A century after the Civil War ended, Ed Rigaud retraced a route of the Underground Railroad.
He traveled the line fugitive slaves once took from New Orleans to Cincinnati, from slavery to freedom.
This was no exercise in reliving the past. He was just on his way to his first job out of college. A fun-loving, guitar-playing black man from New Orleans. Going to work in Cincinnati at the very big and very white Procter & Gamble Co.
Ed Rigaud would find great success at P&G, helping to develop Pringles potato crisps and Sure antiperspirant. He became the company's first black director in 1983 and a vice president in 1992.
But now he's taking a two-year leave of absence from P&G to become the first executive director of the National Underground Railroad Freedom Center. In its initial planning stages, the nearly 2-year-old nonprofit project has the potential to become an internationally known museum.
Taking time out from unpacking boxes in his new office, Mr. Rigaud sees himself going ''from success to significance.''
He is not making light of the cases of Pringles and Sure he sold for P&G. ''The work I've done there has been very fulfilling,'' he says. ''But this is much different.
''It is,'' he adds, lowering his voice and giving serious weight to every syllable of the word, ''significant.''
It is enormously so. The center is vital for what it represents and what it could become.
Give it the right location. Put it on the riverfront, across from the Kentucky shore where the slaves crossed over. Infuse it with the spirit of the quest for freedom.
Do all that and the center could represent for slavery, that shameful chapter in America's past, what the U.S. MemorialHolocaust Museum in Washington, D.C.,does for that blighted period in European history.
It just has to be handled right. And, Ed Rigaud is the right man to do it.
He's not making any grandiose predictions. He knows the center won't be built in a day. ''I don't see a building being constructed in five years. It's going to take time to make a museum that's best of class and sets new standards.''
He sees the center honoring the past as well as housing hopes for the future. ''This place has the potential to give all people the inspiration to rely on their own personal courage.''
Ed Rigaud knows ''the enormity of what occurred'' as runaway slaves made their way from the South to freedom in the years after the American Revolution and before the Civil War.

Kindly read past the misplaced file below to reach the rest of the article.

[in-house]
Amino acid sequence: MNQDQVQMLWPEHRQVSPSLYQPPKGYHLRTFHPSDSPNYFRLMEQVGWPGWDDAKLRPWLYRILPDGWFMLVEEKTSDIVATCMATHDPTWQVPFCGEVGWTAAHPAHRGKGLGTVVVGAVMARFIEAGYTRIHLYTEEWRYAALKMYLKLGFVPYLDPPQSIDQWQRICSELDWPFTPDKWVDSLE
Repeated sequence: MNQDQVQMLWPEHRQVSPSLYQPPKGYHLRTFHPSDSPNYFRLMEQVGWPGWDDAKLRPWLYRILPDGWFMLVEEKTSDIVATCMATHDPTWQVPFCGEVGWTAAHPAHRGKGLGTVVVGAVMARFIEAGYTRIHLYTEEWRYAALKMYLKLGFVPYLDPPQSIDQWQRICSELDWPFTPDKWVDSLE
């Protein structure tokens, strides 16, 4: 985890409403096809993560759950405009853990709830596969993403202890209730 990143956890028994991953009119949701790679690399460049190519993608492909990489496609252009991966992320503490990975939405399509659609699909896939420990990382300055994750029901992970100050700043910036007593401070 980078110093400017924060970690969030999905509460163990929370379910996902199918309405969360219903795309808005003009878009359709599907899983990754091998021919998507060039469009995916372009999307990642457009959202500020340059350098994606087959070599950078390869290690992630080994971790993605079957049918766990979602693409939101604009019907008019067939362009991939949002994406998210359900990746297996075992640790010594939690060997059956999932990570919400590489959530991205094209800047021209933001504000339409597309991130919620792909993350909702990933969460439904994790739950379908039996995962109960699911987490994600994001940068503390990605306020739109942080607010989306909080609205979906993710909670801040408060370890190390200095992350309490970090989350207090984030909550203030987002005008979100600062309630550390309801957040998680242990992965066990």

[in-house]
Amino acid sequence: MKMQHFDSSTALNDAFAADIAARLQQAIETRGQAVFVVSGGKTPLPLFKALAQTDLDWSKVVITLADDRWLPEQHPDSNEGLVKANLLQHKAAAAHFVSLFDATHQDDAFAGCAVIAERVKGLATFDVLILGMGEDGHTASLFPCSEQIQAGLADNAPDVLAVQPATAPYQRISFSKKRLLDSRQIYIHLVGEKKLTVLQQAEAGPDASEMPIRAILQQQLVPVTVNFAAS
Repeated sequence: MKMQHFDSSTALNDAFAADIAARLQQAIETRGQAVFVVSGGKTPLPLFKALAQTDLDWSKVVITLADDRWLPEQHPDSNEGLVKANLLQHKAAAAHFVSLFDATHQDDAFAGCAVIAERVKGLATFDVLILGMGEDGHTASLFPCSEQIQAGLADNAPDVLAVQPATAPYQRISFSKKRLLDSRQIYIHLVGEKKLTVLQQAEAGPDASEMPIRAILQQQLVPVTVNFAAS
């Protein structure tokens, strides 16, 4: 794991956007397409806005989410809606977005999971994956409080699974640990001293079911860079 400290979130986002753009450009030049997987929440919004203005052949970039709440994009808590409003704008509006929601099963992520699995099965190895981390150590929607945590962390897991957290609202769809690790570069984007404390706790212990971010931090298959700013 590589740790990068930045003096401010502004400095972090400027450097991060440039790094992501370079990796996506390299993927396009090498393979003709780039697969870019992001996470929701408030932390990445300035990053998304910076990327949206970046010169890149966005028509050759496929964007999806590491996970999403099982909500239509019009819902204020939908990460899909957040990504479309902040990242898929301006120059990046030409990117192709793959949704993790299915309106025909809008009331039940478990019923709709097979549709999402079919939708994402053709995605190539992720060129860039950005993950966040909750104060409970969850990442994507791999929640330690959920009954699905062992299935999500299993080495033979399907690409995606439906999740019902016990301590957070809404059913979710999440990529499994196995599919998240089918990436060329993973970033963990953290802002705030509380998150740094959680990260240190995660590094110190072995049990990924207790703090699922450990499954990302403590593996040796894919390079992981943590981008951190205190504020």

He is aware of ''the courage it took'' as they traveled by night, not knowing friend from foe, following the stars north.
Above all, he knows ''the goal they were after. It was so lofty. These people wanted freedom. They were willing to die for it. And, many did.''
Their efforts must be honored ''in an active place where the performing arts are used to tell the story and make it come alive.''
As a fitting tribute, he also envisions ''a contemplative area of the building where people can reflect on the courage'' of both the runaway slaves and the abolitionists who helped them. ''This will put them in the context of their own problems, which pale in comparison.''
He thinks of slaves fleeing north. With no warm clothes. And not enough to eat.
Then he reflects on his past.
In 1961, Ed Rigaud applied to Louisiana State University. He wanted to be an architect. Back then, what a black high school kid from a poor section of New Orleans wanted didn't matter. Segregation did.
He can still quote the entire contents of his rejection letter:
''We're sorry but our policies will not allow you on our campus at this time.''
He was devastated. But not deterred. He went to another school. And then on to P&G and Cincinnati.
''That changed the course of my life,'' he says. ''It gave me a path to a future I might not otherwise have had.
''I could be designing houses, making lots of money. But I wouldn't be doing the Underground Railroad center.''
And he wouldn't know the difference between success and significance.
Cliff Radel's column appears Mondays, Wednesdays and Fridays. Available to speak to groups. Tips and comments most welcome. Call 768-8379 or fax at 768-8340.